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Advice to patients about your varicose vein operation

Coming into hospital: please bring with you any medicines you are taking and show them to the nurse on the ward who will check your personal details. Your surgeon will visit to mark the position of your veins and complete the Consent Form. Many people are concerned about anaesthetics do please ask your anaesthetist if you have any specific questions. Everyone is happy to answer any questions you may have, so please ask. Most patients can go home on the same day but sometimes a night or longer in hospital is necessary at the doctor’s request.

The operation:  is usually performed under a general anaesthetic. The commonest operation is where a cut is made in the groin where the main varicose vein is then tied off where it meets the deeper veins. If possible, the main varicose vein is then stripped out of the thigh. Blood can still flow up the leg along deeper, unaffected veins. The cut in the groin is closed with a hidden stitch which dissolves. The other veins may be affected , especially one behind the knee which is treated like the vein in the groin. One or both legs may be treated at the same time. Airstrip dressings are   placed on the wounds and a bandage is applied to your leg.

Going home:  the morning after surgery, the bandage is removed   and replaced by elastic stockings supplied by the hospital. You should wear the stockings day and night for the first week, after which you may leave them off at night. You will need to wear them during the day for three more weeks until all bruising and swelling has gone and the wounds have healed soundly. Shower or bathe in the usual way after the first week and remove the wet dressings. For the first week sit with the legs elevated so that your feet are higher than your hips to reduce swelling and assist healing. At least every half hour take a short walk (or more if you wish) to encourage the circulation and to avoid stiffness of the muscles and joints. Some discomfort is normal but occasionally severe local twinges of pain may occur and may persist for some months. After the operation you may need to take a mild painkiller such as Paracetamol to relieve discomfort.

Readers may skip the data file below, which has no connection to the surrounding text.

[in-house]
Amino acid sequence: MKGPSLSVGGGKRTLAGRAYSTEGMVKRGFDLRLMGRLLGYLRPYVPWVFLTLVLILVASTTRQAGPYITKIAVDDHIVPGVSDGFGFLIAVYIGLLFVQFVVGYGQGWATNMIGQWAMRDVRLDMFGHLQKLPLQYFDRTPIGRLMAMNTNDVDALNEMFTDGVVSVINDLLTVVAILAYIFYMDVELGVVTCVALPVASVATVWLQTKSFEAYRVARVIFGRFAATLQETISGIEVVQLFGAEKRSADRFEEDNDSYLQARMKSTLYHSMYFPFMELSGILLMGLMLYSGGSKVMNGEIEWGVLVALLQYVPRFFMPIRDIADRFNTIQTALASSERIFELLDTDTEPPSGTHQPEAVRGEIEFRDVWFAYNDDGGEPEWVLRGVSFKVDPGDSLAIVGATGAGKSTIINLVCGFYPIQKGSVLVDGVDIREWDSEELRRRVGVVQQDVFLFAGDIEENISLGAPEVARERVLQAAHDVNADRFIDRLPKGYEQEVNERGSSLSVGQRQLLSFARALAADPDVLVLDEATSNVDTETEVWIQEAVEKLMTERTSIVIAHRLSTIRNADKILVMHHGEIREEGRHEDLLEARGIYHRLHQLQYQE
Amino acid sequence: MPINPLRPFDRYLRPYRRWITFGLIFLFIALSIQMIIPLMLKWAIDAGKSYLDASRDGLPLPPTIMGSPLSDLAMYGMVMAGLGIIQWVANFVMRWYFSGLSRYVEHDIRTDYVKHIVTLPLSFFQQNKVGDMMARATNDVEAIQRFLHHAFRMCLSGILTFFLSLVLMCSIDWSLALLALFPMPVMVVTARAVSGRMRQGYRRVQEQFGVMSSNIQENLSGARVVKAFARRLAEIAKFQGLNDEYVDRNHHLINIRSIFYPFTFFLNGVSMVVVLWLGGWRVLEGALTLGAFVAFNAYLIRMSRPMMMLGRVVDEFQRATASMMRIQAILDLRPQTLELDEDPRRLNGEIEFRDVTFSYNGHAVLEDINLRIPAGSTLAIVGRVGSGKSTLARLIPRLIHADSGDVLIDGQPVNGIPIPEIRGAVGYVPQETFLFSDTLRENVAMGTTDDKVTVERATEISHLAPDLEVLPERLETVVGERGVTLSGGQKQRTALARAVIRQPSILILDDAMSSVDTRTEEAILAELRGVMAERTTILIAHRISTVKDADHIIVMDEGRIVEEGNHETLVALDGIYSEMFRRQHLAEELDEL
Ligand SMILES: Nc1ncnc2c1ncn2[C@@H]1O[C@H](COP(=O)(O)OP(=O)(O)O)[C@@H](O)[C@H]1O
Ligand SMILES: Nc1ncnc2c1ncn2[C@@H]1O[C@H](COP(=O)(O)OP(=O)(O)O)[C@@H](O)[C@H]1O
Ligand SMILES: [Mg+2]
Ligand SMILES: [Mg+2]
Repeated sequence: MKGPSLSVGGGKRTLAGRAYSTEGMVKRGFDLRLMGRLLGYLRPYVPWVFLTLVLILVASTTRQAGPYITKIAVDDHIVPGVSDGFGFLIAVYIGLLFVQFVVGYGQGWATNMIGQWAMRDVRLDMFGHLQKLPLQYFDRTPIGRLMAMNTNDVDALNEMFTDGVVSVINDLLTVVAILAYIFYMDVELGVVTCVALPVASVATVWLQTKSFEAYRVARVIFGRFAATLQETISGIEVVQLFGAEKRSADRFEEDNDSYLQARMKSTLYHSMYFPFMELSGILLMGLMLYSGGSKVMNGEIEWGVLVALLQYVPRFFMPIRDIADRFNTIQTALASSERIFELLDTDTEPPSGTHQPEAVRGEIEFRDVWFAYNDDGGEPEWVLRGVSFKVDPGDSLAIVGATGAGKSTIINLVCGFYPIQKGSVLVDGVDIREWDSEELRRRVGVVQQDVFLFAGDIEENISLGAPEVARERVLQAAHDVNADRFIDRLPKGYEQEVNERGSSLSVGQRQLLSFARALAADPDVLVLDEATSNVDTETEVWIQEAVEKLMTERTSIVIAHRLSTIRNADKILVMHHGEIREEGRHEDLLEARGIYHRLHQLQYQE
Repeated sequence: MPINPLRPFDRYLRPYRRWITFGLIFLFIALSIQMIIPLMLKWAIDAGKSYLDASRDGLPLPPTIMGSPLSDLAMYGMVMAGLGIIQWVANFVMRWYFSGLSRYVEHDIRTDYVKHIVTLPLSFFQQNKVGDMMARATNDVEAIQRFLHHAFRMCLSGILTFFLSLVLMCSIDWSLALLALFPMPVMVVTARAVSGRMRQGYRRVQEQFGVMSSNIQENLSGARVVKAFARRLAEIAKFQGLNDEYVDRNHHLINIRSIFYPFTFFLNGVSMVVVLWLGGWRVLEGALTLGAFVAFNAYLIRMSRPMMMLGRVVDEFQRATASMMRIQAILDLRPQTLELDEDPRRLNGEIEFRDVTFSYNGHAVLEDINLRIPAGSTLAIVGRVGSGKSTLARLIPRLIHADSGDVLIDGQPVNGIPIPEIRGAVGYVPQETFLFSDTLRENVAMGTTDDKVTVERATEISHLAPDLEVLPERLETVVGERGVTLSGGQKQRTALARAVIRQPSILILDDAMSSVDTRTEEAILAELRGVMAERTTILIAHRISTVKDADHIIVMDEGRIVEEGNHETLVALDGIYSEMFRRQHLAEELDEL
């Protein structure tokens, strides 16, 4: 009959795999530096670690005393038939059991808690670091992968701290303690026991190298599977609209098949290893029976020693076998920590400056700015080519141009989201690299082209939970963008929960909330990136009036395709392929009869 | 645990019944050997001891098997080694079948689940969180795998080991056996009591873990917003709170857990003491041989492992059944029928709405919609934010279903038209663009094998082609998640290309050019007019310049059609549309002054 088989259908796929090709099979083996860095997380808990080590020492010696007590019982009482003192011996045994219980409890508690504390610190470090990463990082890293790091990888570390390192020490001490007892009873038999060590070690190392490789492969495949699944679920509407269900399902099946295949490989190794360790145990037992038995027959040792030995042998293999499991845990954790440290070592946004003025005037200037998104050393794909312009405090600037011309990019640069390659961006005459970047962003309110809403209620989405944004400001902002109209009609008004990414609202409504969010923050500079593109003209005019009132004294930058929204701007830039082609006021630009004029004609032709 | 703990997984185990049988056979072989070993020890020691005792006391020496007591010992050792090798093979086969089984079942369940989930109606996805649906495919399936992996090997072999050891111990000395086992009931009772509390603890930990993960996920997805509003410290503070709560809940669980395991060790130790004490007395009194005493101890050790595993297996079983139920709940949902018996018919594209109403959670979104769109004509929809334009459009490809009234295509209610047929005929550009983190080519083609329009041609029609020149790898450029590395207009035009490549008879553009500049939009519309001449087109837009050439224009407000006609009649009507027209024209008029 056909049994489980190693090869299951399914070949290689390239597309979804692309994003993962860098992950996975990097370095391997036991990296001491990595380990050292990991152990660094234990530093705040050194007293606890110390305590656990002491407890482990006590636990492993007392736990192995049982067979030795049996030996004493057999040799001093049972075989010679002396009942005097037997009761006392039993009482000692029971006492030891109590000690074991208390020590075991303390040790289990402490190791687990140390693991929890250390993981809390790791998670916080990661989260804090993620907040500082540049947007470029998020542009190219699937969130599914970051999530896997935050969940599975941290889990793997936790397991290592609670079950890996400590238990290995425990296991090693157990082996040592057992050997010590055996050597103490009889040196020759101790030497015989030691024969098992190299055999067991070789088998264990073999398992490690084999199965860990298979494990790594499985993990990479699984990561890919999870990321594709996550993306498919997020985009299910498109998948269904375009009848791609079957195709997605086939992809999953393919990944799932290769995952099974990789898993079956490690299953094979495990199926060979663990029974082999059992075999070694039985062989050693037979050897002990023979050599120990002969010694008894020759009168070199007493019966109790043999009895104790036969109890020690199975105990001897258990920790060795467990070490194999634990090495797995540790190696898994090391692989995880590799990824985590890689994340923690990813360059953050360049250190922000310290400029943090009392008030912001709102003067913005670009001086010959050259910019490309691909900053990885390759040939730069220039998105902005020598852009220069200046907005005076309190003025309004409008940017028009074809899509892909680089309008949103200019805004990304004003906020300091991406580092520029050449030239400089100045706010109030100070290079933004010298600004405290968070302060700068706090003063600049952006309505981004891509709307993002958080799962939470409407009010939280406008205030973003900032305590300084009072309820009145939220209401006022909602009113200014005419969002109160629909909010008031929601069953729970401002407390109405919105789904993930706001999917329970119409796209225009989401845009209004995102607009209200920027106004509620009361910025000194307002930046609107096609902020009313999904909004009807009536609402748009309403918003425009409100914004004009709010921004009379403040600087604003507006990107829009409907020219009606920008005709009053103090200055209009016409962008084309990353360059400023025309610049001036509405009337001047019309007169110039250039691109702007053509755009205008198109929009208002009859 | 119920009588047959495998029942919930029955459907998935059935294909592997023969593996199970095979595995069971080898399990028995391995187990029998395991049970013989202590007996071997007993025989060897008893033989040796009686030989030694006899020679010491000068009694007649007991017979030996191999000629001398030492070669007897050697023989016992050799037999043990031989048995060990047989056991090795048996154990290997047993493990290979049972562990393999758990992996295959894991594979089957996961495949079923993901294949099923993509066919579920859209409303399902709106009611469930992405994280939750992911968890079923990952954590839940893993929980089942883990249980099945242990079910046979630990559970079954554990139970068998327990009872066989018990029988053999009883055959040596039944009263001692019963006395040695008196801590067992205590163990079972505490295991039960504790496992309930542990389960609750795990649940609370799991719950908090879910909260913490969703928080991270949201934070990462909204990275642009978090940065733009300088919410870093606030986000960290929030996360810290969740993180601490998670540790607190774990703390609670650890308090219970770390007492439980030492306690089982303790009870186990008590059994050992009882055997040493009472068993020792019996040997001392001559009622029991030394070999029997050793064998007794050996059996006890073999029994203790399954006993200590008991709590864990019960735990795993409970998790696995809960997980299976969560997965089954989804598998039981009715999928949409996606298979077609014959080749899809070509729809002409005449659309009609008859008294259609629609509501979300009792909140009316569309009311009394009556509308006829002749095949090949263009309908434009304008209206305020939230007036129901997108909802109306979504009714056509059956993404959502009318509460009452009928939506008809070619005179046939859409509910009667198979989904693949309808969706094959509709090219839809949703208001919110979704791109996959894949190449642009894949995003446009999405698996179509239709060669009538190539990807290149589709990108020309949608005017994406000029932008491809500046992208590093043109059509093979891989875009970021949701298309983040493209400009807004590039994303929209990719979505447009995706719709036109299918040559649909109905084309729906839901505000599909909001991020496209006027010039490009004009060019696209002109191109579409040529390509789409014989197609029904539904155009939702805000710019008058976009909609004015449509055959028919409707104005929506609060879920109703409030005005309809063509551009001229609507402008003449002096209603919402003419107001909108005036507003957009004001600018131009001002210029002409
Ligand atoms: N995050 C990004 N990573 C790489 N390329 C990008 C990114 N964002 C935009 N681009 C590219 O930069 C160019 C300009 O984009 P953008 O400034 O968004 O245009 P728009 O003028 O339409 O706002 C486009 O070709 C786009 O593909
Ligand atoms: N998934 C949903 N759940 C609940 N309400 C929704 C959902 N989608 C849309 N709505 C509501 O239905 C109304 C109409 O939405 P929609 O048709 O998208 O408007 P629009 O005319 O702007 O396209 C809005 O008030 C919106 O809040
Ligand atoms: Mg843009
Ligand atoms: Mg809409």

What next? Avoid driving for at least one week from the operation because your response time may be prolonged in an emergency; it is essential that you can perform an emergency stop without pain. If in doubt, check this with your doctor. Swimming, cycling and other activities are allowed after the first week if you are comfortable. You may return to work when you feel sufficiently well and comfortable, generally after one to four weeks depending how severe your veins were and whether your job involves much standing or manual labour. If in doubt your General Practitioner or the hospital or surgeon will advise you about returning to work. You will have been warned that not every visible vein will disappear at surgery and there is a 30% chance that in the future, further varicose veins may develop, as you are clearly disposed to them. Regular exercise, avoiding excess weight and wearing light support hose will all help prevent you being troubled by varicose veins in the future. You do not usually need to return to the hospital after the surgery but you can arrange to see the surgeon if necessary by telephoning the hospital for an appointment.

Complications to look out for: sometimes bleeding may occur from the wounds, this usually stops if pressure is kept on the bleeding wound for ten minutes. If bleeding continues after doing this twice, go to the nearest hospital Casualty. Occasionally, hard , tender lumps appear near the operation scars or in the line of the removed veins. These need not to be a cause for concern but, if accompanied by excess swelling, redness and pain, may represent a wound infection and you should see your General Practitioner. Rarely, there is numbness or pain around a wound or ankle due to unavoidable damage to skin nerves during the operation, it usually settles after some weeks or months. The scars on your legs will continue to fade for many months. Occasionally more thread veins occur after surgery. Around 1 in 200 patients will suffer a thrombosis(DVT), a blood clot in the deeper veins, which may lead later on to chronic pain or swelling in a venous ulcer of the leg after 1 in 3 DVT’. A DVT can be dangerous if the clot moves to the lungs (pulmonary embolus or PE) which happens to around 1 in 1000, fatal for 1 in 10. If your leg becomes more swollen and painful after the operation or if you develop chest pain or shortness of breath, call the hospital or surgeon without delay because you may need treatment if a thrombosis has occurred.

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